Specific public sector equality duties—England
Specific public sector equality duties—England

The following Public Law guidance note provides comprehensive and up to date legal information covering:

  • Specific public sector equality duties—England
  • Public sector gender pay gap reporting
  • Guidance on the specific duties
  • Scope of the specific duties
  • Who is subject to the specific duties?
  • Publication of equality information
  • Publication of equality objectives
  • Manner of publication of equality information and objectives
  • Data protection and confidentiality considerations
  • Specific duties concerning public procurement
  • more

The public sector equality duty (PSED) as defined and set out in Part 11 of the Equality Act 2010 (EqA 2010) comprises:

  1. a general equality duty—the over-arching requirement or substance of the duty, supported by

  2. specific duties that are intended to help performance of the general equality duty

For background reading on the PSED, see Practice Note: Public sector equality duty.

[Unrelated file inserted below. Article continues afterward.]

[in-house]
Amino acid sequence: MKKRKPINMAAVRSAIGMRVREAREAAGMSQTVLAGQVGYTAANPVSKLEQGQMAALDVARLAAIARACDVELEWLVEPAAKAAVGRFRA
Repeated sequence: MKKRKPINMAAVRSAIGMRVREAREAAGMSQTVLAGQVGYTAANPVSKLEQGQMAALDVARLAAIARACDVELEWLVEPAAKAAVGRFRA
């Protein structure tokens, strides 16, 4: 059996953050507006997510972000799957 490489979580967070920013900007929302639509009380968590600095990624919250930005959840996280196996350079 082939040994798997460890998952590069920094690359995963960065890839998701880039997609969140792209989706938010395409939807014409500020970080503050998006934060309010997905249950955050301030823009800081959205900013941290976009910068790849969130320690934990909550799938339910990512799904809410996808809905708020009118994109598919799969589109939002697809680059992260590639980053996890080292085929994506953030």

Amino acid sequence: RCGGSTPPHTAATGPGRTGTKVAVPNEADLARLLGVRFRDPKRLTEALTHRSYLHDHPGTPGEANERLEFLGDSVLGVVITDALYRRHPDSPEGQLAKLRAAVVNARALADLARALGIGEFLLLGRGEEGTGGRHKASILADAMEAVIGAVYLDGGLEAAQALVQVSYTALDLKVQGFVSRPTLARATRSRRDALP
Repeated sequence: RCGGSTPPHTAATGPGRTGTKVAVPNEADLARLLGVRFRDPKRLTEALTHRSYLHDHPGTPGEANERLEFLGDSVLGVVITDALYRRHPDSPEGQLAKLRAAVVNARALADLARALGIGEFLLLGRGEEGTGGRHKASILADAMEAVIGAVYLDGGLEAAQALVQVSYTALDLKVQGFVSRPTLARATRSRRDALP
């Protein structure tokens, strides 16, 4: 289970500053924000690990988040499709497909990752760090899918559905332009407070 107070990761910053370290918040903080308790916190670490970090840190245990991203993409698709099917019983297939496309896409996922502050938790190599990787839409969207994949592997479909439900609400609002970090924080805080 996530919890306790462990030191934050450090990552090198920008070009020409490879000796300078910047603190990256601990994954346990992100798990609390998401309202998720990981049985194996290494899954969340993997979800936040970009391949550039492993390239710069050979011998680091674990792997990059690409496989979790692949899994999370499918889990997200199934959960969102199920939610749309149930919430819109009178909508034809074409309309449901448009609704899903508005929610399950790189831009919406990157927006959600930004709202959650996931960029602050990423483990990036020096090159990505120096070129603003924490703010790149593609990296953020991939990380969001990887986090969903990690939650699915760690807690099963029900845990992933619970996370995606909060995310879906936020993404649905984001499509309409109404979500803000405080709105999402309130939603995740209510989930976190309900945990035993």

This Practice Note examines how the specific duties require public bodies to be transparent in how they are addressing the PSED, compelling them to:

  1. publish relevant, proportionate information showing compliance with the PSED, and

  2. set and publish specific, measurable equality objectives

It must be remembered that the specific duties do not replace the general PSED. Public bodies subject to the specific duties must comply with the specific duties to assist in overall compliance with the general PSED. The specific duties help to monitor and demonstrate this compliance. Public authorities can thus be held accountable to their service users for their decisions and the equality aims are kept squarely focused in the minds of decision-makers.

EqA 2010, s 153 enacts the power to impose, by secondary legislation, specific duties on public authorities exercising public functions in order to demonstrate their compliance with the PSED. EqA 2010, s 153 replaced the previous, far more prescriptive, specific duties made under the former equality statutory instruments which were